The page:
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Insurers face $0.7 billion in claims

Insurance companies have received in excess of 65,000 claims with insurance losses passing $670 million so far this summer.

The Insurance Council of Australia (ICA) says $674 million is its conservative estimate from four catastrophes in three states, and more claims are expected over the next fortnight. ICA chairman Rob Whelan noted that many parts of Australia have yet to reach the peak of their local disaster seasons, and more cyclones, floods and bushfires remain a strong possibility.

Queensland floods and storm damage have generated the lion’s share of the total with 53,711 claims and $553 million in insurance losses so far. Ex-tropical cyclone Oswald left a path of destruction, as it brought extreme weather conditions across the state, which led to flooding and wind damage, and leaving thousands of Brisbane and Queensland residents without power for days.

8,000 claims and $20 million insurance losses have been claimed from NSW floods and storm damage, after Oswald hit far northern NSW. The impact was much less than in Queensland as Oswald lost strength the further south it travelled.

Tasmanian bushfires have seen 1,900 claims and $89 million in insurance losses so far, while NSW bushfires have resulted in 1,500 claims and an estimated $12 million of insurance losses.

Suncorp Limited (ASX: SUN) advised earlier this week that it was looking at losses of between $200m and $220m thanks to the flooding in NSW and Queensland. Fellow ICA members, including Insurance Australia Group (ASX: IAG) and QBE Insurance (ASX: QBE) have yet to quantify their expected losses, although IAG noted that it had received 5,600 claims by the end of January as a result of ex-tropical cyclone Oswald. IAG’s reinsurance programme limits the company’s maximum exposure to a first event to $150 million, but the costs could end up much less.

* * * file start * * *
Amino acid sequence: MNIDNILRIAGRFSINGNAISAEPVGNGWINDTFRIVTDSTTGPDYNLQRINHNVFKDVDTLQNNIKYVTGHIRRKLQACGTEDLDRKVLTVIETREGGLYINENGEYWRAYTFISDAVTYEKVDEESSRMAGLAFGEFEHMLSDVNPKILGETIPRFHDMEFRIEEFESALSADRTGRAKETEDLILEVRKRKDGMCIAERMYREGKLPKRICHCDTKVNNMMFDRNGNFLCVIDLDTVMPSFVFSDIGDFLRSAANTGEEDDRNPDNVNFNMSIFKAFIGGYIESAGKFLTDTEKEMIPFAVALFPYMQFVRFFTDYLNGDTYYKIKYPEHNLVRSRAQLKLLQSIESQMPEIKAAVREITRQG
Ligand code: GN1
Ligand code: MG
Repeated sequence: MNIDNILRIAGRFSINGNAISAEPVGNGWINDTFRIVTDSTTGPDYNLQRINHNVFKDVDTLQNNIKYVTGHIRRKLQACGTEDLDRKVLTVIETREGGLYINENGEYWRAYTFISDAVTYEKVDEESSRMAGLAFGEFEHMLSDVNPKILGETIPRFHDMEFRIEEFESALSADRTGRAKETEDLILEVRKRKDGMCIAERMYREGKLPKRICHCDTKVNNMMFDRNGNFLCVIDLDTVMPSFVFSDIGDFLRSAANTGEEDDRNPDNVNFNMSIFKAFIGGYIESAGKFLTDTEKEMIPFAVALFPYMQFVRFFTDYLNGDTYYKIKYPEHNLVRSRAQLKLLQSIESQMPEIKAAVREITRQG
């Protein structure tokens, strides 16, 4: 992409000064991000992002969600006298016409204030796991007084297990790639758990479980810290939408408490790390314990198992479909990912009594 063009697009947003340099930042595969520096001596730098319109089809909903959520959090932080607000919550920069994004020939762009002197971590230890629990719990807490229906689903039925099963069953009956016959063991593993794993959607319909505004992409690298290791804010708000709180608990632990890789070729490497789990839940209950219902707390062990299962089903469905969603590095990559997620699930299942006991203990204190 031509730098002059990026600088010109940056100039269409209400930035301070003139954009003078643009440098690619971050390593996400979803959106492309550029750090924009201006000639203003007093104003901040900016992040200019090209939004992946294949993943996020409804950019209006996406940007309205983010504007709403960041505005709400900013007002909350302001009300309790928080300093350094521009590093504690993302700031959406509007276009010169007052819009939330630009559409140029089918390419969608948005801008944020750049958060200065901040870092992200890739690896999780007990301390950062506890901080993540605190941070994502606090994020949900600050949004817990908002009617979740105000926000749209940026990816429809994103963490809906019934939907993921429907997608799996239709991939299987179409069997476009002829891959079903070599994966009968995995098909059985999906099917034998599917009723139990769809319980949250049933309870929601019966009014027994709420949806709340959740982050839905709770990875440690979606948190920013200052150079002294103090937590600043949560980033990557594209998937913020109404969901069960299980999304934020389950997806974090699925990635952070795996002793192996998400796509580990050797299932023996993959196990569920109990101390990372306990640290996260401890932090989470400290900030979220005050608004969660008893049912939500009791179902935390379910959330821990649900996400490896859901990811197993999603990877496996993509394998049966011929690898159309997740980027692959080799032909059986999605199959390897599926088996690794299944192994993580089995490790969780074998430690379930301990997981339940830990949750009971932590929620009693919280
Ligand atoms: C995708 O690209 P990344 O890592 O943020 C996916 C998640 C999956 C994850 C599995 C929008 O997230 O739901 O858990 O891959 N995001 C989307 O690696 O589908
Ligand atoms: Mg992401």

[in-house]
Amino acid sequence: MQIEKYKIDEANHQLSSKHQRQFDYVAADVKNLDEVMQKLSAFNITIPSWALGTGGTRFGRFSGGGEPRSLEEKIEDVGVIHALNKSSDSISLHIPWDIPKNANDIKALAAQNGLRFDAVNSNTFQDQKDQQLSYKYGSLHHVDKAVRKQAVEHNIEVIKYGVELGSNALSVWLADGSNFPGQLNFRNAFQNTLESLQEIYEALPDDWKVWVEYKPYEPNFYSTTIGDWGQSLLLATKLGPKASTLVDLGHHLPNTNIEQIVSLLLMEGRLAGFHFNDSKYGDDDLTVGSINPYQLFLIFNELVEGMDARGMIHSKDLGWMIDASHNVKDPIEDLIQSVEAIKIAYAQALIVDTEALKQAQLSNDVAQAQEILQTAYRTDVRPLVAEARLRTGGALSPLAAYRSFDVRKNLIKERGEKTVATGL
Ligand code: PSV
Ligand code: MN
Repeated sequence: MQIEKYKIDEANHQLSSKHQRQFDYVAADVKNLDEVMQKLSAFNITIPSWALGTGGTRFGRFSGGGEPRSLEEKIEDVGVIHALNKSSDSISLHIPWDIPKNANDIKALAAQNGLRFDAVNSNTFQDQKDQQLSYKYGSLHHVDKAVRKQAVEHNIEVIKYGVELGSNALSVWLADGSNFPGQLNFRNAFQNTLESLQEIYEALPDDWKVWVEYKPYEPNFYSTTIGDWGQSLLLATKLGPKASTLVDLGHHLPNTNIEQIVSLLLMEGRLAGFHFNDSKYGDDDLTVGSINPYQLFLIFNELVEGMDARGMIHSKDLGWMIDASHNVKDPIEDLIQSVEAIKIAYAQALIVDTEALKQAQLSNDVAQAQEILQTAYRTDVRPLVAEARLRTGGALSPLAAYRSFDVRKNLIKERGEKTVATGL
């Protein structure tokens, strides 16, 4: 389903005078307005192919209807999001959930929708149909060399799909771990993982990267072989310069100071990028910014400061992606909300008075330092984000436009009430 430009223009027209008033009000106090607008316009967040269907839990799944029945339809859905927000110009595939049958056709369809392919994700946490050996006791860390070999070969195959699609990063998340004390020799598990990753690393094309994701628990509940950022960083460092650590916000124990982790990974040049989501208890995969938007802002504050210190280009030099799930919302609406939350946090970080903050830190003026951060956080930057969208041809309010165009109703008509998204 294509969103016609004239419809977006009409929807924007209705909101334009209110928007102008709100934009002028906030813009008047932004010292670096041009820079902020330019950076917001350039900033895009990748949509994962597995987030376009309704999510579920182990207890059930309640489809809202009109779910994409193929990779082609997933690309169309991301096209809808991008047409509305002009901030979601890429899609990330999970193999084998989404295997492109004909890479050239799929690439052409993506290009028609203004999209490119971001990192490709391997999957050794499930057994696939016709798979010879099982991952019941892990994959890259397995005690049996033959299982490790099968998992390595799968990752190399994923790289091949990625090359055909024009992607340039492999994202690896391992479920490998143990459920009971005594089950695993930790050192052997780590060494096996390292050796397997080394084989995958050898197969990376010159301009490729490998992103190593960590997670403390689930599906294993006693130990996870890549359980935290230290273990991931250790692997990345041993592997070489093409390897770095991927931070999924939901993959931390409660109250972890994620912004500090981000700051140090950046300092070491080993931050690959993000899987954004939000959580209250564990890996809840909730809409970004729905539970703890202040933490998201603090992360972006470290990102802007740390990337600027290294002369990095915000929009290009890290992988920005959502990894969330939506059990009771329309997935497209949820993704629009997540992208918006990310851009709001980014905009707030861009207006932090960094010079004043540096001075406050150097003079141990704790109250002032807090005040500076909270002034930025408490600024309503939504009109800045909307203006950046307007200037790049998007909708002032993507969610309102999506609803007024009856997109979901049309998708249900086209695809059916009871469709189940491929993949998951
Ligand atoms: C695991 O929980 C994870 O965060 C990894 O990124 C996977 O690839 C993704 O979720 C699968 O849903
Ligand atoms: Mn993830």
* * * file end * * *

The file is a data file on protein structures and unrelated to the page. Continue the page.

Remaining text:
Foolish takeaway

We could yet see more disasters in the weeks ahead as parts of Australia head into the peak extreme weather periods. Insurers (and their shareholders) will be hoping weather conditions stay relatively mild.

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More reading

The Motley Fool’s purpose is to help the world invest, better. Click here now for your free subscription to Take Stock, The Motley Fool’s free investing newsletter. Packed with stock ideas and investing advice, it is essential reading for anyone looking to build and grow their wealth in the years ahead.  This article contains general investment advice only (under AFSL 400691). Authorised by Bruce Jackson. Motley Fool writer/analyst Mike King owns shares in QBE.

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